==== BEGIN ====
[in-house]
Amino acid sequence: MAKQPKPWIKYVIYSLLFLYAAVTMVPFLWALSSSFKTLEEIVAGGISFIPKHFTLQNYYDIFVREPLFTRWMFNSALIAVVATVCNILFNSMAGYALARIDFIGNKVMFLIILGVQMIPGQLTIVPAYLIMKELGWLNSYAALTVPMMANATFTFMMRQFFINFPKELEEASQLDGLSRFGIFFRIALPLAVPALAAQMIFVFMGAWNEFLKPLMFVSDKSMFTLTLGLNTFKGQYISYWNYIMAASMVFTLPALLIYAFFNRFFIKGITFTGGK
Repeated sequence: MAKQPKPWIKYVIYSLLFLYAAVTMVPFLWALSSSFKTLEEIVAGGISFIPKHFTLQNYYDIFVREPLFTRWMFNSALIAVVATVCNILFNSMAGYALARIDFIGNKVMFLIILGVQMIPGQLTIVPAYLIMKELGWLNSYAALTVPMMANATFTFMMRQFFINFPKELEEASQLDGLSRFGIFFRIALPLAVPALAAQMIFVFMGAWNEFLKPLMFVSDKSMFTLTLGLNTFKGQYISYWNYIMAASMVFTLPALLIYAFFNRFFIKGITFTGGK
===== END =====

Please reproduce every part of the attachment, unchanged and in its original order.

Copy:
[in-house]
Amino acid sequence: MAKQPKPWIKYVIYSLLFLYAAVTMVPFLWALSSSFKTLEEIVAGGISFIPKHFTLQNYYDIFVREPLFTRWMFNSALIAVVATVCNILFNSMAGYALARIDFIGNKVMFLIILGVQMIPGQLTIVPAYLIMKELGWLNSYAALTVPMMANATFTFMMRQFFINFPKELEEASQLDGLSRFGIFFRIALPLAVPALAAQMIFVFMGAWNEFLKPLMFVSDKSMFTLTLGLNTFKGQYISYWNYIMAASMVFTLPALLIYAFFNRFFIKGITFTGGK
Repeated sequence: MAKQPKPWIKYVIYSLLFLYAAVTMVPFLWALSSSFKTLEEIVAGGISFIPKHFTLQNYYDIFVREPLFTRWMFNSALIAVVATVCNILFNSMAGYALARIDFIGNKVMFLIILGVQMIPGQLTIVPAYLIMKELGWLNSYAALTVPMMANATFTFMMRQFFINFPKELEEASQLDGLSRFGIFFRIALPLAVPALAAQMIFVFMGAWNEFLKPLMFVSDKSMFTLTLGLNTFKGQYISYWNYIMAASMVFTLPALLIYAFFNRFFIKGITFTGGK